In life, there are areas that call for our immediate attention each time we visit them. Either because they are important or we enjoy these particular activities very much.
There are other areas of our lives that may be equally necessary to our survival and ability to thrive. But we just don’t enjoy them as much or simply, they could be streamlined.
Put systems in place…
I recently wrote about the economics of your attention. We have a finite amount of attention and endless directions we can focus our attention. In that post I suggest some ideas to determine how to cut out some of the noise, and came up with suggestions to help you point your time and energy into essential – as defined by you – parts of life. This is to aid you in creating the life you want to live, and become the person you wish to become.
Designing yourself and your life is no small task. I’d argue it’s a full time job. I want to focus further on how we can spend more of our time on what we actually want, and less on what we simply need to get by in life.
The fact is, even after cutting out a lot of the noise in your life, you will still be bombarded by less essential, but still important occurrences that come to your attention. Then there is the very basic necessities of life that you will spend a good deal of your time and energy on.
But let’s get extreme and question the status quo. Do I really need to be spending so much time on various essential, but basic tasks? Could I be spending less time on certain tasks and getting a nearly as optimal result to achieve happiness and success?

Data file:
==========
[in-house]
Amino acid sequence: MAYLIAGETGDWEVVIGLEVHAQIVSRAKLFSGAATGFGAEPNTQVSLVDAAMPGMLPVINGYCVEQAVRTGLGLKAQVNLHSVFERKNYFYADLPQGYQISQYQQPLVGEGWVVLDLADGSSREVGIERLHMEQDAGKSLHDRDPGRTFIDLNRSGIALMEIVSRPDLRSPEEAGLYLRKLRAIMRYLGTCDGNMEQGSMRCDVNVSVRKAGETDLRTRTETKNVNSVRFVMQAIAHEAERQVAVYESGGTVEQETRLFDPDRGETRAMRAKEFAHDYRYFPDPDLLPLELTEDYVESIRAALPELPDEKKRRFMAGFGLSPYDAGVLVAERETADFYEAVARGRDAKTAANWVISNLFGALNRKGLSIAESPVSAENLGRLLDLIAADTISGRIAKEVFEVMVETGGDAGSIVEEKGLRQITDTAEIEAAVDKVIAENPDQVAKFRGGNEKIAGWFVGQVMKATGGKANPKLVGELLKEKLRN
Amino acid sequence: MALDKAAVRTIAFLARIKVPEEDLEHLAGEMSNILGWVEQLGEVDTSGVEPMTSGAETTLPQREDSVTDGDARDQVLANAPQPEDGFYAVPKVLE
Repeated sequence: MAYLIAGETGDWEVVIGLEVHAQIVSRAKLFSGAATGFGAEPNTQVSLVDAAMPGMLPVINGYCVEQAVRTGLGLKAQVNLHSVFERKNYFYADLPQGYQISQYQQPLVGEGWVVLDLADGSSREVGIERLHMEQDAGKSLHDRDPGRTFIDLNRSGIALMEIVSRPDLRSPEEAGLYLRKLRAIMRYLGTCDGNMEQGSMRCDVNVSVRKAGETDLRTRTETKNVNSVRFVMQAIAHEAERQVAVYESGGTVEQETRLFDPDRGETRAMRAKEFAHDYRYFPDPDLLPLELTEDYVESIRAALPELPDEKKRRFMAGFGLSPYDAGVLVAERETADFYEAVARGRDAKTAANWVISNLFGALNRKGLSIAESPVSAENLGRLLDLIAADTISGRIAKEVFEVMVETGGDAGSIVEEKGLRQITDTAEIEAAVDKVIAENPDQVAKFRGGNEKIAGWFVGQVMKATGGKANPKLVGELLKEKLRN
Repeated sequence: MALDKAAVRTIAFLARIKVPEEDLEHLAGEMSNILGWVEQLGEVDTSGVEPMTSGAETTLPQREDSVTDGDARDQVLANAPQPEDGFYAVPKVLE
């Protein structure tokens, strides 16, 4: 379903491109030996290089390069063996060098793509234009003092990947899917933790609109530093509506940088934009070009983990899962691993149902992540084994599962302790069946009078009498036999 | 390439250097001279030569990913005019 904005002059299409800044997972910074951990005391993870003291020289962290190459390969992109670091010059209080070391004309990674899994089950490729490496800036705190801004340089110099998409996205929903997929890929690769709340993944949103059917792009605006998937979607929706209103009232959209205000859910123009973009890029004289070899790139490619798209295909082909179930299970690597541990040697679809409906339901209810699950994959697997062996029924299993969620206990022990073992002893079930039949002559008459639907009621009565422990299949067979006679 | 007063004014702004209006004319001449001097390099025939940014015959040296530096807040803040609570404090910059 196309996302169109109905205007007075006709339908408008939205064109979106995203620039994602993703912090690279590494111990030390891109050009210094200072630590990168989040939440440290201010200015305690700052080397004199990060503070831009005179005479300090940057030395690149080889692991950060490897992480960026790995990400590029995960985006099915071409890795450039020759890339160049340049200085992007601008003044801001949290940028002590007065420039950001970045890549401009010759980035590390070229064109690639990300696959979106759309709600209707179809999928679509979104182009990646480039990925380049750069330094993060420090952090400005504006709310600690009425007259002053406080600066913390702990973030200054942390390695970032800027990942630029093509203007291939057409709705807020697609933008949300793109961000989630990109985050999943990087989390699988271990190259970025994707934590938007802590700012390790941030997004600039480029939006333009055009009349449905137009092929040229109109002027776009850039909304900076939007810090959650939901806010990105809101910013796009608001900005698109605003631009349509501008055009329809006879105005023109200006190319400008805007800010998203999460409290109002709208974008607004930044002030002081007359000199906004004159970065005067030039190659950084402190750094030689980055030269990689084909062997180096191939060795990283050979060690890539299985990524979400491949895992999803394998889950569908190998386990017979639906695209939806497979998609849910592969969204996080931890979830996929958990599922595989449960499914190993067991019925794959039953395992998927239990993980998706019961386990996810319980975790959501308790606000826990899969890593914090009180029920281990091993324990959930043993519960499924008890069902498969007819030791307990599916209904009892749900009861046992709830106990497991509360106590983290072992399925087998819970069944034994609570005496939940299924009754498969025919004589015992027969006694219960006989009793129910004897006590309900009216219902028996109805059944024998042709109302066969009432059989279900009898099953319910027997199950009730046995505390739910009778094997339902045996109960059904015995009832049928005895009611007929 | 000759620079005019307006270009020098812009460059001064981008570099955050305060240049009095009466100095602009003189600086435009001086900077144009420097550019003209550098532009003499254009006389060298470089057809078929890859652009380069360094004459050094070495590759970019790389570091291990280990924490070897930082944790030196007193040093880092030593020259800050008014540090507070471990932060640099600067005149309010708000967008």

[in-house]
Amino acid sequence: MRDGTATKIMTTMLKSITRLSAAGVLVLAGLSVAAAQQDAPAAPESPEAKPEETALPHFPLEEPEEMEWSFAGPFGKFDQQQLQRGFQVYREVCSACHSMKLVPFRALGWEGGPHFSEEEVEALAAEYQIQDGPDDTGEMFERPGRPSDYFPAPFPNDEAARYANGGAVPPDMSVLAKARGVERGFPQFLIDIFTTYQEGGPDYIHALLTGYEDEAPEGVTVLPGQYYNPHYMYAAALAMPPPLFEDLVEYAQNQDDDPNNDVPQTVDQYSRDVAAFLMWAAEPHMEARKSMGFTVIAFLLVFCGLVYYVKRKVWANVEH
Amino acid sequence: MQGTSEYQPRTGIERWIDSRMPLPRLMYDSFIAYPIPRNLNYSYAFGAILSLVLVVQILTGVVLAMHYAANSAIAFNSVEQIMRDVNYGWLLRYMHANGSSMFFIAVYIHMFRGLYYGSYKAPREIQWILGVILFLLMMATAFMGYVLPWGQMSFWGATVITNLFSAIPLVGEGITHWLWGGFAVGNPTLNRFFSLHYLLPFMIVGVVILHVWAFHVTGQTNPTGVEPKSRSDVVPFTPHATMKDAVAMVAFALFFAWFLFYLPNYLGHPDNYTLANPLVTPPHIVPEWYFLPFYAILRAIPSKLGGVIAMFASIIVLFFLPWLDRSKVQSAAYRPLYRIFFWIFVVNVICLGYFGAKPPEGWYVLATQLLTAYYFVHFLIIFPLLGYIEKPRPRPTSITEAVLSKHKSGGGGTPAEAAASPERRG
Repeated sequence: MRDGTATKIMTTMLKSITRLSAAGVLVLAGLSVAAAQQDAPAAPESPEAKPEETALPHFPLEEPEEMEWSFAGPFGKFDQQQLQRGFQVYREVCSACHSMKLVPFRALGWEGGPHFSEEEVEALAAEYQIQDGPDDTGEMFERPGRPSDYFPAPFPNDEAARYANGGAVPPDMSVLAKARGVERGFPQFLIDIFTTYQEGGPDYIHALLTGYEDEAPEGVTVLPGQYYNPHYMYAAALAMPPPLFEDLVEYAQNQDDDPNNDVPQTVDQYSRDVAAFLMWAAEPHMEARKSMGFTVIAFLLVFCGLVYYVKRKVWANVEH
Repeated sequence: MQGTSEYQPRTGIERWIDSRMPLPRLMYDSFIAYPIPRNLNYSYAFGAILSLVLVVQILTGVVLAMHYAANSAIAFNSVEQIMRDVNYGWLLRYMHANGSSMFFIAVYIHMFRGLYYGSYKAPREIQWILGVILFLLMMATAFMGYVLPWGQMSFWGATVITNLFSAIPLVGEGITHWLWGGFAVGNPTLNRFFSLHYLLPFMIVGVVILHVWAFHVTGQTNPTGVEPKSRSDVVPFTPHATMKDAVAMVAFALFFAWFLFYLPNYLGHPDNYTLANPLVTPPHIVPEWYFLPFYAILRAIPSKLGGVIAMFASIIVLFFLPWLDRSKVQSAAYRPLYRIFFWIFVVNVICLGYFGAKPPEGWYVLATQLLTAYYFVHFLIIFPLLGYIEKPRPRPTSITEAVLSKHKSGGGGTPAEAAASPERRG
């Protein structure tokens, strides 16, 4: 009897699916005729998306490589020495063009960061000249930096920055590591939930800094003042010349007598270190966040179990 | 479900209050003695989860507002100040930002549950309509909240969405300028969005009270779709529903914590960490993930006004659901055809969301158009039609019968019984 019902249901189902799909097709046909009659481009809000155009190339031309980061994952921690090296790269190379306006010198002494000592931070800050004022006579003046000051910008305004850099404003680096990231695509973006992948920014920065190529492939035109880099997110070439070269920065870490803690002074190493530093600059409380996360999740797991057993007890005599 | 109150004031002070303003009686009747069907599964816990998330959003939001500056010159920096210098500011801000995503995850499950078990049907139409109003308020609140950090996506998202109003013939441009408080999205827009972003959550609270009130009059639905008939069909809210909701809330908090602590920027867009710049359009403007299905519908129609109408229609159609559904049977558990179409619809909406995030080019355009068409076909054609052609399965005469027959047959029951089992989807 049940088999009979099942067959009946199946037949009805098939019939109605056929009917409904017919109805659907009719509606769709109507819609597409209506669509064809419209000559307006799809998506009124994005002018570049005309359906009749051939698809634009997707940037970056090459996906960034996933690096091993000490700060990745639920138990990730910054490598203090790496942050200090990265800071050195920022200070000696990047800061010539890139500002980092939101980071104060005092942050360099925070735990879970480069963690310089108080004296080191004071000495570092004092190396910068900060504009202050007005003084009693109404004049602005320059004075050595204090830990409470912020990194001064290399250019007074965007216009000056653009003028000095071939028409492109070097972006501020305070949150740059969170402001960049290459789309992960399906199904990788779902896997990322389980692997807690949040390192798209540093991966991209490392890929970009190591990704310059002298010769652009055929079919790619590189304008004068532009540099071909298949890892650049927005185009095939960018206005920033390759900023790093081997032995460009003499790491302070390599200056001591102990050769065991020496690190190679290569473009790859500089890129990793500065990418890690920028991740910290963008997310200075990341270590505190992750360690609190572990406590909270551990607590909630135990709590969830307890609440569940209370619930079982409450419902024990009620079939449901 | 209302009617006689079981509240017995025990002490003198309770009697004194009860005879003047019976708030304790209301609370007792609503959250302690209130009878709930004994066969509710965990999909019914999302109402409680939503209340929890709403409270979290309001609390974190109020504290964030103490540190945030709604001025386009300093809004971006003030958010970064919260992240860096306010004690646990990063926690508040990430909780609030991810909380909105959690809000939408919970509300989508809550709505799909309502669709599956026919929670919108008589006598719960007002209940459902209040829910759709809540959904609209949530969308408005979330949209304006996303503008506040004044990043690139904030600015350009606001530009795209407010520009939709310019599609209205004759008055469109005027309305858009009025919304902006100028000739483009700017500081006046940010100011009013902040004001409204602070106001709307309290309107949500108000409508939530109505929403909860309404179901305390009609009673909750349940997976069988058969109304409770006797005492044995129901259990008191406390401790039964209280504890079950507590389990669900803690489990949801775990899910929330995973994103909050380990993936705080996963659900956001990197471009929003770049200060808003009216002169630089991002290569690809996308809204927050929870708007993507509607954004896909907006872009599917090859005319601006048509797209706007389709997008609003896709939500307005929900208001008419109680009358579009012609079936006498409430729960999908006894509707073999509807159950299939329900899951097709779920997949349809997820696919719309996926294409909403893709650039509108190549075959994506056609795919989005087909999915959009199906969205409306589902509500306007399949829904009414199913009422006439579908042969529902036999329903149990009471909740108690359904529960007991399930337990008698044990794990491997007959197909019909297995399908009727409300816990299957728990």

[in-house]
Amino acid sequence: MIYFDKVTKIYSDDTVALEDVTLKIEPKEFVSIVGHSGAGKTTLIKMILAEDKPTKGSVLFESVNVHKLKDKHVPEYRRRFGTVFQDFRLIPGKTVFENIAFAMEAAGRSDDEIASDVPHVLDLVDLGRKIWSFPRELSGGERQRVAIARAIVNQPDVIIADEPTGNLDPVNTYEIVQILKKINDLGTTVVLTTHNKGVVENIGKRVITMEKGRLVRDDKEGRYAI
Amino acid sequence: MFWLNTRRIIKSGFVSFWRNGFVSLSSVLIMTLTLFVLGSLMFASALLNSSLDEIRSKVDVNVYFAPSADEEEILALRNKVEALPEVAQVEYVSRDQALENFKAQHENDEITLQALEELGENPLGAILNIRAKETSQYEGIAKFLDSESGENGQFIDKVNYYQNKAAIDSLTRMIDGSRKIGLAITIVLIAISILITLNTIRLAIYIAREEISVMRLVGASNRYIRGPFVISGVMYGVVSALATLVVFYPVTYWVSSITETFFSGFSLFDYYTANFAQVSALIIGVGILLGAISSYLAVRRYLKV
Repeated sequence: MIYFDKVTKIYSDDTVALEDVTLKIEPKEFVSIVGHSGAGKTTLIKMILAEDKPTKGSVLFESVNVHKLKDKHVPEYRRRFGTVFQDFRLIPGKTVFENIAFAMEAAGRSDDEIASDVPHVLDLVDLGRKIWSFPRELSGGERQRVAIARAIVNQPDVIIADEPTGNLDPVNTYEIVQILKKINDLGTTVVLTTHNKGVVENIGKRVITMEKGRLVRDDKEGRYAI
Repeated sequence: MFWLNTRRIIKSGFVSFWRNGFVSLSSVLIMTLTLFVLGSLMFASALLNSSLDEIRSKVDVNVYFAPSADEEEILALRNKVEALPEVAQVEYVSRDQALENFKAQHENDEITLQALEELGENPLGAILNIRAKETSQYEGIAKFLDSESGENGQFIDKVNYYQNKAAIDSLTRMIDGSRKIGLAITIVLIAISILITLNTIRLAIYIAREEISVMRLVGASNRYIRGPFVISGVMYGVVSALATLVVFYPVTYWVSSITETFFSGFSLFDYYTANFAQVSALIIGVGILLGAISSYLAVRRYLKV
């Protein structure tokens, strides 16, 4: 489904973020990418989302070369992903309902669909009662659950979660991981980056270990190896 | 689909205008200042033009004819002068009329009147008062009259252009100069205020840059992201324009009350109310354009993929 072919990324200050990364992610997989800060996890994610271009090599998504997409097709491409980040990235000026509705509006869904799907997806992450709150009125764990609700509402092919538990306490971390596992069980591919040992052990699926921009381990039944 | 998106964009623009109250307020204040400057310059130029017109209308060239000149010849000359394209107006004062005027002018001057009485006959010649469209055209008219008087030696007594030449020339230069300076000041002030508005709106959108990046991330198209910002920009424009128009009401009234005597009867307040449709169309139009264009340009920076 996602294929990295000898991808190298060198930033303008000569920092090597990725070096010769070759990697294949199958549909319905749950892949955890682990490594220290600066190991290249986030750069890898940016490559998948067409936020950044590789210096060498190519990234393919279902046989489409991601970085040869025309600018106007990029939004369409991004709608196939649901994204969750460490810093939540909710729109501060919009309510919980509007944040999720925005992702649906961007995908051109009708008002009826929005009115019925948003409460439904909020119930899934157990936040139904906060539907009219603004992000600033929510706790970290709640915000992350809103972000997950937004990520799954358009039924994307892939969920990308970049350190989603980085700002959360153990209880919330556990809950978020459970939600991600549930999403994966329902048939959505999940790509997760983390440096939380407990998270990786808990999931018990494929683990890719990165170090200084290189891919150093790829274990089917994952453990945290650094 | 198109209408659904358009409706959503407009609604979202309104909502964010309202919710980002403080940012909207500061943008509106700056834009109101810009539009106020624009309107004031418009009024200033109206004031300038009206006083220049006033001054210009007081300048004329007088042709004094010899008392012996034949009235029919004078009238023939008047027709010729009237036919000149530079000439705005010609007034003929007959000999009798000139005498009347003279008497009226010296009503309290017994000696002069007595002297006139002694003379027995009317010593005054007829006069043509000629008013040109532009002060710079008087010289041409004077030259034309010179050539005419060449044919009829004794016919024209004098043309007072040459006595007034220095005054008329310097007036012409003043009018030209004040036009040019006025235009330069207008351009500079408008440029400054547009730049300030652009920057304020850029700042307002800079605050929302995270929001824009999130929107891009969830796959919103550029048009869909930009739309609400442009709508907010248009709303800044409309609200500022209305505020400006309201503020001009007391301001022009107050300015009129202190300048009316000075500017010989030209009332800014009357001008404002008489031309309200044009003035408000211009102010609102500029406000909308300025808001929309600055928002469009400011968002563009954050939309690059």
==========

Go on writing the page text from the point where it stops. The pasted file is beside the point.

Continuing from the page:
The answer is usually, yes! But you have to be willing to put systems in place.
For example, let’s look at eating and getting dressed. Extremely basic, but necessary – essential, in most cases – parts of life.
Can’t go too long without doing this. As someone who places a high value on fueling the body; lots of time and energy was spent cooking, thinking about cooking, and actually eating the food. How can we put a system in place?
I could eliminate cooking and thinking by just eating out. However, that’s not nutritionally or financially in line with my goals of eating healthy and saving a large chunk of my income.
And I would probably end up worrying and thinking even more about what was in the food I was eating from a restaurant or that someone else cooked.
So I need to cook my food. Can I reduce the amount of time I spend cooking, thinking about cooking and also eating the food? Perhaps.
To take a few steps back, I used to cook multiple times a day, creating multiple variations of meals. So much of my time was spent thinking up new recipes that fit my nutritional goals, cooking up multiple different meals every day and finding the time to get each meal in me. It was becoming extremely unproductive. When I finally gave up the notion that eating needs to be some sort of spectacle every time and that I didn’t actually need to eat different food each ‘typical meal session’ – Breakfast, Lunch, Dinner – I became free.